The reason chocolate feels good to eat has been uncovered by researchers at the University of Leeds.
Scientists analysed the process that takes place when the treat is eaten and focused on texture rather than taste.
They claim that where the fat lies within the chocolate helps to create its smooth and enjoyable quality.
Dr Siavash Soltanahmadi led the study and hopes the findings will lead to the development of a "next generation" of healthier chocolate.
When chocolate is put in the mouth, the surface of the treat releases a fatty film that makes it feel smooth.
But the researchers claim fat deeper inside the chocolate plays a more limited role and therefore the amount could be reduced without the feel or sensation of chocolate being affected.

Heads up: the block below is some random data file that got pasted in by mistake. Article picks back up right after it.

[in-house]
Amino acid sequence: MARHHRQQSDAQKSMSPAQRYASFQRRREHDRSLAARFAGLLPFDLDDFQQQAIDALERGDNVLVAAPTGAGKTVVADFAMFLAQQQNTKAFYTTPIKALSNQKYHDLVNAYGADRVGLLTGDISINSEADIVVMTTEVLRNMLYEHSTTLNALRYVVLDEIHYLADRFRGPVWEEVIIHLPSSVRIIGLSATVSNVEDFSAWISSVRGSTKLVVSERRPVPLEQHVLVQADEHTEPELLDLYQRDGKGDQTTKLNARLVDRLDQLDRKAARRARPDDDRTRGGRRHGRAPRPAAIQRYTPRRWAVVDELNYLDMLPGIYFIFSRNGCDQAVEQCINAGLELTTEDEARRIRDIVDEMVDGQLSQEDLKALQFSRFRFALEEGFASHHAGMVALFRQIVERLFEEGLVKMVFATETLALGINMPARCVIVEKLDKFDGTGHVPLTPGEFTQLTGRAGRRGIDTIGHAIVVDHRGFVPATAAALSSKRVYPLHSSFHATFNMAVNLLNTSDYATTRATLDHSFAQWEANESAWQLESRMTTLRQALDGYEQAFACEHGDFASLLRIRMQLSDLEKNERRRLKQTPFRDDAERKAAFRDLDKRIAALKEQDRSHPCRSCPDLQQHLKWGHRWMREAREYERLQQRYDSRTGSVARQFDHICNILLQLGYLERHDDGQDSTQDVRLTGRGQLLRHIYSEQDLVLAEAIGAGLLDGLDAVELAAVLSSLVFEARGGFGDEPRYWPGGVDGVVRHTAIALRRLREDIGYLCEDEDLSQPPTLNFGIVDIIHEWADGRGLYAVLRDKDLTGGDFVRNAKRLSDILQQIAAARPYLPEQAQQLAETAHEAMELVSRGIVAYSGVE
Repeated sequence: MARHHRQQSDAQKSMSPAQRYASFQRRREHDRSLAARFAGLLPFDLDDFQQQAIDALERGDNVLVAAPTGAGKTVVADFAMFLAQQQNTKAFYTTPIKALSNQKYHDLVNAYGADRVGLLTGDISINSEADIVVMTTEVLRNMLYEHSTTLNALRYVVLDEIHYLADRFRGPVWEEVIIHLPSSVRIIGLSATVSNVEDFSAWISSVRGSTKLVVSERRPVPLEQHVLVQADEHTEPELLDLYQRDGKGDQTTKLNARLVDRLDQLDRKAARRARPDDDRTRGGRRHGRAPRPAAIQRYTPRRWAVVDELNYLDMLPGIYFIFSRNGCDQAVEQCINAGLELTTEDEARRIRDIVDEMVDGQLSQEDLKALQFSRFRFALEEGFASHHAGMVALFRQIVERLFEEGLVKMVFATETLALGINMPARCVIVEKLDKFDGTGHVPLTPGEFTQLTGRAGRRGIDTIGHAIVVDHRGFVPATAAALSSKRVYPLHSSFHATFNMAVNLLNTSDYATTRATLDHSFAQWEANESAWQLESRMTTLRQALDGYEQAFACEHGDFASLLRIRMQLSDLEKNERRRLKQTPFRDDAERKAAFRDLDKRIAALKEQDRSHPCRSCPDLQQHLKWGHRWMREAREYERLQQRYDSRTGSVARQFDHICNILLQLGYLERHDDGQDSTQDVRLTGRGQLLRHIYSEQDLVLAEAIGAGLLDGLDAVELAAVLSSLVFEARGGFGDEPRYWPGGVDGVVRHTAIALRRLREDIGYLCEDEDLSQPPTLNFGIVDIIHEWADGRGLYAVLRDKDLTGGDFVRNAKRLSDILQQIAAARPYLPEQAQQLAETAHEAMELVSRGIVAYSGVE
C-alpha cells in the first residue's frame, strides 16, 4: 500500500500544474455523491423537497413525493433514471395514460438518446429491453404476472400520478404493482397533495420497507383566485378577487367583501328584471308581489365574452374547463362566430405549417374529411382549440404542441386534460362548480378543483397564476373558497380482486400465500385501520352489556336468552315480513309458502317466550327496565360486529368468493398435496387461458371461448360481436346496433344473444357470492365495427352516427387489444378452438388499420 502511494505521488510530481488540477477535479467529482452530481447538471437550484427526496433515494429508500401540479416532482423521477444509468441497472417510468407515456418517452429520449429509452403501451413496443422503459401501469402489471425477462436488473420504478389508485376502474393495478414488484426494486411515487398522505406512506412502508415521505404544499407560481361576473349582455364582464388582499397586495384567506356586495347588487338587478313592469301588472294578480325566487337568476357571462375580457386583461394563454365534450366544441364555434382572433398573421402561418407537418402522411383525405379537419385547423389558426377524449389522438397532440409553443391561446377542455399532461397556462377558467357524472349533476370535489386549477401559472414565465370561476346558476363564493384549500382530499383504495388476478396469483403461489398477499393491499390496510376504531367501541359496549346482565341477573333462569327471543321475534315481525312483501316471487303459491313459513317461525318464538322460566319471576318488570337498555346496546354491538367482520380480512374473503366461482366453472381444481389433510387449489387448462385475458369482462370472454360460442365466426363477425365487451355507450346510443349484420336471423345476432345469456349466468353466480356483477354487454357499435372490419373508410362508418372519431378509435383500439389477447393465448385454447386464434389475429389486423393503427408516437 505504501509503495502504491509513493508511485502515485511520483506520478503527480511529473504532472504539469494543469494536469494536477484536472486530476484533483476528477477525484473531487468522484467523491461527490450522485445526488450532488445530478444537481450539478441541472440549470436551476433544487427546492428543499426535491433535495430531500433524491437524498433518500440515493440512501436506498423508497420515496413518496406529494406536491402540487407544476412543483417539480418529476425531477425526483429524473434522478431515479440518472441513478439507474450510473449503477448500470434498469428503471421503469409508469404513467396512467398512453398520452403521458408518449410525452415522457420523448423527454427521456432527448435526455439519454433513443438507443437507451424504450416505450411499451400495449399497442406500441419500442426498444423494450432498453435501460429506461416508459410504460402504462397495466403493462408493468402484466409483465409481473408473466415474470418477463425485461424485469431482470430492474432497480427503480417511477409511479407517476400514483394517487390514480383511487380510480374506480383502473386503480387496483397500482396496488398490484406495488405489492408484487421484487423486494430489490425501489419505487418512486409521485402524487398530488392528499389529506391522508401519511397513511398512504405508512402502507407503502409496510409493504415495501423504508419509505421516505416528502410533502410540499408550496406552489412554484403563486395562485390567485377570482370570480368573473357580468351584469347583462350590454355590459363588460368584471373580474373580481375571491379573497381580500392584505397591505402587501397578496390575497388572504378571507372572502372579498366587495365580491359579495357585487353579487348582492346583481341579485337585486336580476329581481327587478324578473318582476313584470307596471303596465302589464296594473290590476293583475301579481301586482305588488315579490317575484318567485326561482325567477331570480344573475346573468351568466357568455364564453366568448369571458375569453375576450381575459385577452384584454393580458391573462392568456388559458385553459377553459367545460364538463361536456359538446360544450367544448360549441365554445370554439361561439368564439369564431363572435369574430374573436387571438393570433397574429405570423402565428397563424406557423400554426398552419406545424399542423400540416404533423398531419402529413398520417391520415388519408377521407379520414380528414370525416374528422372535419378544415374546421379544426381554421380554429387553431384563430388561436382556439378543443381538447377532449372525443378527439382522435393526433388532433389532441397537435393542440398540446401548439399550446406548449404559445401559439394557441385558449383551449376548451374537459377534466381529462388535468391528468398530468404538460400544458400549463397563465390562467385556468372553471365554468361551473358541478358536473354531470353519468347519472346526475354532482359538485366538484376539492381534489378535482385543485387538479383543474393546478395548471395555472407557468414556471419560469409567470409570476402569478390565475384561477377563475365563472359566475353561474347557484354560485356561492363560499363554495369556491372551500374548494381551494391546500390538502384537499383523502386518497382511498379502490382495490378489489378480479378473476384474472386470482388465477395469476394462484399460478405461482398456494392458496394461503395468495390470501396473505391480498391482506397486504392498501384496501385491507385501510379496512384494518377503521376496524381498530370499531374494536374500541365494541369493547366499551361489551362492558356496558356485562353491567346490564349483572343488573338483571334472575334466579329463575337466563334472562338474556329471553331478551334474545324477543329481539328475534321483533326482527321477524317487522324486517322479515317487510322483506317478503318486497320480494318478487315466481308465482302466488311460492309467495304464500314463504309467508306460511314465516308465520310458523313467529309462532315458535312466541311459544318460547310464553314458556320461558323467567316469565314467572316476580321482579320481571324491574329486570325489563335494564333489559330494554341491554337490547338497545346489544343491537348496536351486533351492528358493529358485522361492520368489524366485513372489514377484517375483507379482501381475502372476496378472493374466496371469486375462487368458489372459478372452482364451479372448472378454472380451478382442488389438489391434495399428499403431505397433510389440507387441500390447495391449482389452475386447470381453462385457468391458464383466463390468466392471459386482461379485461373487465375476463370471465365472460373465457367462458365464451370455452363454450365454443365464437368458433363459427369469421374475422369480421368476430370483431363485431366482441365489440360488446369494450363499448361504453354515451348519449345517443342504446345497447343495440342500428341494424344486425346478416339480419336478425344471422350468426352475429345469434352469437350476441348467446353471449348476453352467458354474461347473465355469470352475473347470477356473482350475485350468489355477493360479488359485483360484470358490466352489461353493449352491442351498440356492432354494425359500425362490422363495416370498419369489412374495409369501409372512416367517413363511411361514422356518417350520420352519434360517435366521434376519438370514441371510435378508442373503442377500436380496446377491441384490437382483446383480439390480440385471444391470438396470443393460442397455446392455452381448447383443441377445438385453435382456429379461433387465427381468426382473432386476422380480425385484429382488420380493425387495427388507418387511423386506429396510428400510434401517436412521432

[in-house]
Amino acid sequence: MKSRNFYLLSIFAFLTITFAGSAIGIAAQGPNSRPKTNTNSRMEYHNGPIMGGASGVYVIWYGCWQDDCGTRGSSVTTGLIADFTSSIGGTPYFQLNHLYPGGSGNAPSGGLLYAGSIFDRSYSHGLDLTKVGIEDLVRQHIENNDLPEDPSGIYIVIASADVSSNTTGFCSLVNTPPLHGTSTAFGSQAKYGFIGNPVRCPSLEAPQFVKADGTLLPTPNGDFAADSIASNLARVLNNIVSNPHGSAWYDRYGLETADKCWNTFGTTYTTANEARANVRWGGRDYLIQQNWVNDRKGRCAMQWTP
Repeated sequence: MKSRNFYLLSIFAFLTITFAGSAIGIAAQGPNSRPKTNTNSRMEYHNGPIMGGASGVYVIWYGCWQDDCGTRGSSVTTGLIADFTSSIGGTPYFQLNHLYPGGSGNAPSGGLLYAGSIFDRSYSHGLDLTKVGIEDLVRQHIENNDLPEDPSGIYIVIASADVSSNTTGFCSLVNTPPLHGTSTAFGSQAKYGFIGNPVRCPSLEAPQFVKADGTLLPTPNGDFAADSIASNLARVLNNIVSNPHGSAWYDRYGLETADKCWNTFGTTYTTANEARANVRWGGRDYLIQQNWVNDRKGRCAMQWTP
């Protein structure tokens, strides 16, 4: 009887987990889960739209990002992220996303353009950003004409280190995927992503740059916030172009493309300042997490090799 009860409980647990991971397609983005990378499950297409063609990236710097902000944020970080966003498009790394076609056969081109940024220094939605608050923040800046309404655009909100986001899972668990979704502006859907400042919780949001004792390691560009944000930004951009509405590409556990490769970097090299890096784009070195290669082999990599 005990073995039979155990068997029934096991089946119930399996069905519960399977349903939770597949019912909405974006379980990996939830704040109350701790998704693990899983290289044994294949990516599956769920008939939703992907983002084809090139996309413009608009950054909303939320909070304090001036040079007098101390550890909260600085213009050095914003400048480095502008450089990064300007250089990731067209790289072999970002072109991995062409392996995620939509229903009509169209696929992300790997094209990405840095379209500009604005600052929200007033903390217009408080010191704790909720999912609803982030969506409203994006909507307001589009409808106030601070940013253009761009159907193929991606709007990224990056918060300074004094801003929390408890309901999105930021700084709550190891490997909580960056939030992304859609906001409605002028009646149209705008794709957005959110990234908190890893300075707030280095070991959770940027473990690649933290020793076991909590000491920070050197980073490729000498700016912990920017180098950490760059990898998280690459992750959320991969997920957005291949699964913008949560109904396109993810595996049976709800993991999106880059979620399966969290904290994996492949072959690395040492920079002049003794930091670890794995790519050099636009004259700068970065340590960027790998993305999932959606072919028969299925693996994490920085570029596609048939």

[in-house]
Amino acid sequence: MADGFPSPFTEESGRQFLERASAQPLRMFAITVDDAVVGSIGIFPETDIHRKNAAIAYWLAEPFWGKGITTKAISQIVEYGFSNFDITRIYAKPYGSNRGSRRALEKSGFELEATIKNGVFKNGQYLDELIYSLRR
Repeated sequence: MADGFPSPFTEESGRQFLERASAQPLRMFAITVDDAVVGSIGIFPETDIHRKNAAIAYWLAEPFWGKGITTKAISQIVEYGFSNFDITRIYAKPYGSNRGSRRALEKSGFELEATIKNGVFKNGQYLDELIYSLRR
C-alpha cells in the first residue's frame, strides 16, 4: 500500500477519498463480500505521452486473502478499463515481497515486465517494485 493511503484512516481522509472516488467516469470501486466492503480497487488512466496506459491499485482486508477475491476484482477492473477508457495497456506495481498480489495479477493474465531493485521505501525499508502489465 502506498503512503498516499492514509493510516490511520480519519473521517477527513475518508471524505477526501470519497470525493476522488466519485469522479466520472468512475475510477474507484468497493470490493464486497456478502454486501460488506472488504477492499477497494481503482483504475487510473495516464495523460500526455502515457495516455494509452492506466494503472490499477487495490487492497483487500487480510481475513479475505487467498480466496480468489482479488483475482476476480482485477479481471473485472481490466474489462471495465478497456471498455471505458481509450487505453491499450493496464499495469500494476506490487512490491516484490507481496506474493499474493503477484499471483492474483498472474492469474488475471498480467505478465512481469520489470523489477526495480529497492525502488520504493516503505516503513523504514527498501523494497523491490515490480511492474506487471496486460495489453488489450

Prof Anwesha Sarkar, from the School of Food Science and Nutrition at Leeds, said it is the "location of the fat in the make-up of the chocolate which matters in each stage of lubrication, and that has been rarely researched".
Dr Soltanahmadi said: "Our research opens the possibility that manufacturers can intelligently design dark chocolate to reduce the overall fat content."
The team used an artificial "3D tongue-like surface" that was designed at the University of Leeds to carry out the study and researchers hope the same equipment could be used to investigate other foods that change texture, such as ice cream, margarine and cheese.
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